Dead Wood Deliverables

14 June 2024

Consulting 101: Dead Wood and Deliverables

by Freddy Tran Nager, Founder of Atomic Tango + Consultant to the Consultants; photo by Antti Leppänen via Wikimedia Commons…

Deliverable (n.): Report or item that must be completed and delivered under the terms of an agreement or contract. —

Even though the U.S. has a service-based economy (meaning, “sorry, we don’t make things anymore”), clients still want products they can hold. They request the fruits of our education and experience, which we divulge in meetings. Yet they won’t really value all that mad science unless they can touch it. Why?

Here in post-industrial America, every other adult is a self-proclaimed consultant, coach, manager, agent, producer, director, strategist, facilitator, intermediary, advisor or (thanks to social media) guru. Some have MBA’s and JD’s, others fancy offices and $2000 suits. So what distinguishes the true experts from geeks bearing grifts?

You guessed it: deliverables. It’s a horrifying Frankenstein-monster of a word that consists of a verb (“deliver”) + an adjective (“able”) to = a noun “deliverable.” Curses to the first person who coined it (likely a management consultant with an MBA). Nonetheless…

Pretenders chatter; experts deliver the goods.

In most cases, that means some kind of report – and not just an email filled with “action items.” To warrant our fees, we consultants employ all the term-paper tools we thought we had left behind in school:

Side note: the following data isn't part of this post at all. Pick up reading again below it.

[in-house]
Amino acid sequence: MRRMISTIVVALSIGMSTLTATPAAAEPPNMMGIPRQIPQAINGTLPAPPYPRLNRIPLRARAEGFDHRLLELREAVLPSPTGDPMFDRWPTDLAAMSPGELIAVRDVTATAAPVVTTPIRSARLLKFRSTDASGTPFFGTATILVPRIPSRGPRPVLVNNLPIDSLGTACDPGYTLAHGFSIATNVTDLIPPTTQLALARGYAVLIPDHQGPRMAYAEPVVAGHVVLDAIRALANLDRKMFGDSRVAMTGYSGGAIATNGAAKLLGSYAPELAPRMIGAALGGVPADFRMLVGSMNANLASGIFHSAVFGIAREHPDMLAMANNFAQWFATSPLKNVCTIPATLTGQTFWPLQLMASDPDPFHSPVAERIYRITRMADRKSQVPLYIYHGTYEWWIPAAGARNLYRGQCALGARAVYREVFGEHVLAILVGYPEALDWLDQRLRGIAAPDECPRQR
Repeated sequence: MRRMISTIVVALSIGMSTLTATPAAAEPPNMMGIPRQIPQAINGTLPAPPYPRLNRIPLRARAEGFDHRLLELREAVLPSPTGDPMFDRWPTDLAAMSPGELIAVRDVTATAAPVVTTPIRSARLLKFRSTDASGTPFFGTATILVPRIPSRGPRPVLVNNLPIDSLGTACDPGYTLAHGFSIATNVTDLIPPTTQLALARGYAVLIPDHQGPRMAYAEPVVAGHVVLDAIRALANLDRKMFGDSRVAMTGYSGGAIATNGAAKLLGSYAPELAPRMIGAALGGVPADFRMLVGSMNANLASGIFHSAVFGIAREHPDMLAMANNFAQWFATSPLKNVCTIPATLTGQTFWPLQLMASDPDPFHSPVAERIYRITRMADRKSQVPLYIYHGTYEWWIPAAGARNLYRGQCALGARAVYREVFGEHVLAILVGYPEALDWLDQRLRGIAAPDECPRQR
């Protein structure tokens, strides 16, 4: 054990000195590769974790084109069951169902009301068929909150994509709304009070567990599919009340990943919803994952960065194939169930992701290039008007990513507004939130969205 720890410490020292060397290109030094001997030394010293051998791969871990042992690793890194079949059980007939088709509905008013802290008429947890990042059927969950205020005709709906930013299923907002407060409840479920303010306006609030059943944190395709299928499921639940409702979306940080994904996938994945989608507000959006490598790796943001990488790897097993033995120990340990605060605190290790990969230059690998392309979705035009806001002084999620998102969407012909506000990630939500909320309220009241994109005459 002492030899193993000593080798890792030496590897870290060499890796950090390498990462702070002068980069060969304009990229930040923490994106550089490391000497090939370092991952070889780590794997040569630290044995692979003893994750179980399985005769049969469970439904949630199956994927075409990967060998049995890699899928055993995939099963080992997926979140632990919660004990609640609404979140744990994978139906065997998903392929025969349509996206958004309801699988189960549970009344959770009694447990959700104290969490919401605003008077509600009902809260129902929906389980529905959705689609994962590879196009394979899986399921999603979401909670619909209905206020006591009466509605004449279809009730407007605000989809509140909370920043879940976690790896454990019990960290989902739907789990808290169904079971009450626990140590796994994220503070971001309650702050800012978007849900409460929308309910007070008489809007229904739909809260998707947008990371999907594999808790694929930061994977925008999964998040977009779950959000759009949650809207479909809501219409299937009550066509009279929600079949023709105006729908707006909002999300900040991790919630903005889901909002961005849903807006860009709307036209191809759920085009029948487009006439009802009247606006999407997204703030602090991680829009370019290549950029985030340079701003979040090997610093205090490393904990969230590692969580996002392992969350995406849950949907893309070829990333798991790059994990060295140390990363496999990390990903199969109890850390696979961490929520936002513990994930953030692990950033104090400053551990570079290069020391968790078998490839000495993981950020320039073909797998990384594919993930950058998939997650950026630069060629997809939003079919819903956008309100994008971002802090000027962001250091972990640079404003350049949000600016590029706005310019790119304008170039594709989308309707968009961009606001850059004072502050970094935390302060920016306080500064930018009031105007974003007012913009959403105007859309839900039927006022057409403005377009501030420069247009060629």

• primary and secondary research to justify our decisions, all referenced with footnotes and bibliographies
  • charts and tables and graphs
  • all the report accoutrements: cover sheet, table of contents, executive summary
  • detailed, step-by-step recommendations for implementation, including dates and costs
  • more charts and tables and graphs
  • a big juicy appendix filled with as much dirt on the client’s competitors as possible — nothing motivates clients more than knowing what the enemy is up to
  • did I mention charts and tables and graphs?

This report should encompass all of Microsoft Office: a Word doc, Excel spreadsheets, and a PowerPoint. But ultimately, what convinces clients that their dollar was well spent is a blood sacrifice – more exactly, a sap sacrifice: a tree must be killed, and a final report delivered on its pulp. That report might never get fully read, and it will likely get entombed in a steel cabinet for future generations of archaeologists to ponder, but at least the client once had the opportunity to touch it and hold it.

Now I say this mockingly, but in all seriousness, keeping clients happy – and compelling them to come back for more – involves going beyond mere advice.

So in addition to reports, you should throw in a bit of creative content, such as a press release, fresh copy for their website, or a small digital ad campaign.

Why go to such lengths?

Since anyone with a LinkedIn profile can (and does) anoint themselves as “experts,” you need to provide something that makes the pretenders blanch in horror: actual work.

Now “deliverable” isn’t the only verbal atrocity perpetrated by us business droids. We also turned the noun “leverage” into a verb, and the verb “reveal” into a noun, for which we’re doomed to spend eternity reading nothing but academic journals (the horror, the horror). The key point: all consultants use such jargon; the ones who earn their keep turn those words into a nice stack of dead wood.

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Freddy is the Founder & Creative Strategist of Atomic Tango. He also teaches graduate-level marketing communication courses at the University of Southern California (go Trojans!), shoots pool somewhat adequately, and herds cats. Freddy received his BA from Harvard and his MBA from USC.

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